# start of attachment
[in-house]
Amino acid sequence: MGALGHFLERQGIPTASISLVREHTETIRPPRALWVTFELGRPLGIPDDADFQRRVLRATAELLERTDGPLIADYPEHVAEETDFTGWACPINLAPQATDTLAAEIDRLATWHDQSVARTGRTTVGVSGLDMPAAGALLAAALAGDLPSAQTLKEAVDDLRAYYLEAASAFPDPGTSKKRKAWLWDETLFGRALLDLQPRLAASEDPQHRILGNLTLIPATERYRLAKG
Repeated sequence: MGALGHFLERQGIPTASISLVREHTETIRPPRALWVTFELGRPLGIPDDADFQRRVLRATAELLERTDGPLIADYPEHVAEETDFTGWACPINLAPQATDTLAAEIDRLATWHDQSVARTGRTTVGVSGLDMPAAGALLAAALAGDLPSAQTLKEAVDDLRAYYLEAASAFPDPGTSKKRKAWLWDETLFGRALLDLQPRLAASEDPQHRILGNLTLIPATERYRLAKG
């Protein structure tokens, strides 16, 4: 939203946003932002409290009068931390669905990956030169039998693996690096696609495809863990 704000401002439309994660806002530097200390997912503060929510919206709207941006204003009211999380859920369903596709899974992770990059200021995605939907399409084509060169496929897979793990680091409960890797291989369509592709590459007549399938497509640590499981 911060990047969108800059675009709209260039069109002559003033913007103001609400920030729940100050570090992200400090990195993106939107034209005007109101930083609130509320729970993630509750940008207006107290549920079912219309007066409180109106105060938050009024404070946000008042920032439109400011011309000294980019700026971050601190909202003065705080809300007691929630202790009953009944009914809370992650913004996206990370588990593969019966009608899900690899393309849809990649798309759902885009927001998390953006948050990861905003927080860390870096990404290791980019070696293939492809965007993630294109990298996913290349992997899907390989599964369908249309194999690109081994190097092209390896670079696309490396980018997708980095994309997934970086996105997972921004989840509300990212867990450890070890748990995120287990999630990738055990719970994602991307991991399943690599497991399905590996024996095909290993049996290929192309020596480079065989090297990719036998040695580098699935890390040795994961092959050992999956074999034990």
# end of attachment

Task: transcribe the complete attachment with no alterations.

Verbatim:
[in-house]
Amino acid sequence: MGALGHFLERQGIPTASISLVREHTETIRPPRALWVTFELGRPLGIPDDADFQRRVLRATAELLERTDGPLIADYPEHVAEETDFTGWACPINLAPQATDTLAAEIDRLATWHDQSVARTGRTTVGVSGLDMPAAGALLAAALAGDLPSAQTLKEAVDDLRAYYLEAASAFPDPGTSKKRKAWLWDETLFGRALLDLQPRLAASEDPQHRILGNLTLIPATERYRLAKG
Repeated sequence: MGALGHFLERQGIPTASISLVREHTETIRPPRALWVTFELGRPLGIPDDADFQRRVLRATAELLERTDGPLIADYPEHVAEETDFTGWACPINLAPQATDTLAAEIDRLATWHDQSVARTGRTTVGVSGLDMPAAGALLAAALAGDLPSAQTLKEAVDDLRAYYLEAASAFPDPGTSKKRKAWLWDETLFGRALLDLQPRLAASEDPQHRILGNLTLIPATERYRLAKG
């Protein structure tokens, strides 16, 4: 939203946003932002409290009068931390669905990956030169039998693996690096696609495809863990 704000401002439309994660806002530097200390997912503060929510919206709207941006204003009211999380859920369903596709899974992770990059200021995605939907399409084509060169496929897979793990680091409960890797291989369509592709590459007549399938497509640590499981 911060990047969108800059675009709209260039069109002559003033913007103001609400920030729940100050570090992200400090990195993106939107034209005007109101930083609130509320729970993630509750940008207006107290549920079912219309007066409180109106105060938050009024404070946000008042920032439109400011011309000294980019700026971050601190909202003065705080809300007691929630202790009953009944009914809370992650913004996206990370588990593969019966009608899900690899393309849809990649798309759902885009927001998390953006948050990861905003927080860390870096990404290791980019070696293939492809965007993630294109990298996913290349992997899907390989599964369908249309194999690109081994190097092209390896670079696309490396980018997708980095994309997934970086996105997972921004989840509300990212867990450890070890748990995120287990999630990738055990719970994602991307991991399943690599497991399905590996024996095909290993049996290929192309020596480079065989090297990719036998040695580098699935890390040795994961092959050992999956074999034990």